Company Profile..................................................................................................................................... 2 Industry Situation & Company Plans ..................................................................................................... 5 Accounting Policies ................................................................................................................................ 7 Measures of Liquidity ............................................................................................................................. 8 Common-Size Percentages for 2012 Current Assets........................................................................ 8 Current and Acid-Test Ratios ............................................................................................................. 9 Working Capital (in thousands of dollars) .......................................................................................... 9 Measures of Efficiency ......................................................................................................................... 10 Solvency ............................................................................................................................................... 12 Solvency (Cont.) ............................................................................................................................... 13 Profitability ............................................................................................................................................ 14 Cash Flows .......................................................................................................................................... 15 Comparative Industry Analysis ............................................................................................................ 16 Company Evaluation and Market Outlook ........................................................................................... 18 Recommendation ................................................................................................................................. 19 Works Cited.......................................................................................................................................... 20 Appendix .............................................................................................................................................. 21 Balance Sheet .................................................................................................................................. 21 Assets ........................................................................................................................................... 21 Liabilities ....................................................................................................................................... 22 Shareholder Equity ....................................................................................................................... 23 Ratios ............................................................................................................................................... 24 Liquidity and Efficiency ................................................................................................................. 24 Solvency ....................................................................................................................................... 24 Profitability .................................................................................................................................... 25 DuPont Analysis ........................................................................................................................... 25 Income Statement ............................................................................................................................ 26 Cash Flows ................................................................................................................................... 27 Yamaha Information ......................................................................................................................... 28 Yamaha Income Statement .......................................................................................................... 28 Yamaha Balance Sheet................................................................................................................ 29 Yamaha Ratios ............................................................................................................................. 30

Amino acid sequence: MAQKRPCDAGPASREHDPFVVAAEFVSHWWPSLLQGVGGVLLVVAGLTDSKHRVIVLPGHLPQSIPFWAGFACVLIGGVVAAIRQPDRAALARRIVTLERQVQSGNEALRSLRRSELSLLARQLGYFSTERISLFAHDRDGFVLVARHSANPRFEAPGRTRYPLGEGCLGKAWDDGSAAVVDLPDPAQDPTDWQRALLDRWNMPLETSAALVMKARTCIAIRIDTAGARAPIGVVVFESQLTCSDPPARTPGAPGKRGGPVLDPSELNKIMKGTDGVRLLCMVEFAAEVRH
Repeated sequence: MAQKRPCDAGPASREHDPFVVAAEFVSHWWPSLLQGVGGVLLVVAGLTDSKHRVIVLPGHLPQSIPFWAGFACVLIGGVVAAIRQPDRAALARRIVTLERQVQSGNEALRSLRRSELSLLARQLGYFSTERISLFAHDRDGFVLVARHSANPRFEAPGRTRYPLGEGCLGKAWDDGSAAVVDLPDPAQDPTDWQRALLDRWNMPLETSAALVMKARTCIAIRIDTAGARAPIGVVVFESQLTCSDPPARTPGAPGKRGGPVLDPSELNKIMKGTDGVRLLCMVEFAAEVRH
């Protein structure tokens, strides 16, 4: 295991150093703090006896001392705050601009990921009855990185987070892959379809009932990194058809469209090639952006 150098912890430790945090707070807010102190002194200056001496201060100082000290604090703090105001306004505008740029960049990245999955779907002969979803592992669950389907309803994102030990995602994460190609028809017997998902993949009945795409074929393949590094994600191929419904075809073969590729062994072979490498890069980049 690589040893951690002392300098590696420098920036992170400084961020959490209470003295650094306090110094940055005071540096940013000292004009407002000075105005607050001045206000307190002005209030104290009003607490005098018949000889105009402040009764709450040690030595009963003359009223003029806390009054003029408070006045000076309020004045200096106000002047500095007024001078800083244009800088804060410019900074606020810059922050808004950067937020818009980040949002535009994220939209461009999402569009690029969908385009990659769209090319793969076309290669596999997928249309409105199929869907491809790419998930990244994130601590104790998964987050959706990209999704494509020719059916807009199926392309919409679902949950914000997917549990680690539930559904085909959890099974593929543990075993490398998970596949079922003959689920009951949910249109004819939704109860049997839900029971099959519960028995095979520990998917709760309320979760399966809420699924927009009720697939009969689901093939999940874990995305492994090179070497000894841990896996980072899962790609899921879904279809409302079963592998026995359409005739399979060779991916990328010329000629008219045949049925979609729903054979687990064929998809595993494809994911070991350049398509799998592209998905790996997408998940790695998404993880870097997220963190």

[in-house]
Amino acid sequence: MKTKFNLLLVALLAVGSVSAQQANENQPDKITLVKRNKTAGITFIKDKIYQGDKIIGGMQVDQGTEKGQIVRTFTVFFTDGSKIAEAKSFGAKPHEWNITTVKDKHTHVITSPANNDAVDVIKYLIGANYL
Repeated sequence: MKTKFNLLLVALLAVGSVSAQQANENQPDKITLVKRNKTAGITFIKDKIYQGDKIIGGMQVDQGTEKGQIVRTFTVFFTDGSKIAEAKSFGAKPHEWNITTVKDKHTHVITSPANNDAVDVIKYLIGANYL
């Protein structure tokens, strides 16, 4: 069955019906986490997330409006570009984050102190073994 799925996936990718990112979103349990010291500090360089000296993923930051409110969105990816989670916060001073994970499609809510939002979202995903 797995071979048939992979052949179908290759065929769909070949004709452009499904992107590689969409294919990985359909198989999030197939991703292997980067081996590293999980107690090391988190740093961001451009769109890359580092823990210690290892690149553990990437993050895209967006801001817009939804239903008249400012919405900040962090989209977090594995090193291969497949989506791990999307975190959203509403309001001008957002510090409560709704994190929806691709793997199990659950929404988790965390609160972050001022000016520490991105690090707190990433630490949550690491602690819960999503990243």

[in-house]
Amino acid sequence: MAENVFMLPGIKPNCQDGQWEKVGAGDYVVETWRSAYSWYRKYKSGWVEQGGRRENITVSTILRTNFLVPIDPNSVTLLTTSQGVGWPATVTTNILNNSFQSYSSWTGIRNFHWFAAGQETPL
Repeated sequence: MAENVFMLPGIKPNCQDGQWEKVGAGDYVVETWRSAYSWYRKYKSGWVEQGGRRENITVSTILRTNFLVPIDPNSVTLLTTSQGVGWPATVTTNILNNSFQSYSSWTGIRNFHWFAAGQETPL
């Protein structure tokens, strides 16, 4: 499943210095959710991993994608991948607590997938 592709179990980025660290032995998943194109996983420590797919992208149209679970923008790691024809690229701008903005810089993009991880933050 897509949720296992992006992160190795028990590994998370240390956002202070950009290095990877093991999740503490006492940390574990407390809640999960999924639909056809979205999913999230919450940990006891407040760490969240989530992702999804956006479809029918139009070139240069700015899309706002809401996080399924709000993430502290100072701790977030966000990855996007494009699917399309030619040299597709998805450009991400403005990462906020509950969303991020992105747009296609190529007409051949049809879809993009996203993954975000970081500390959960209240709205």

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Company Profile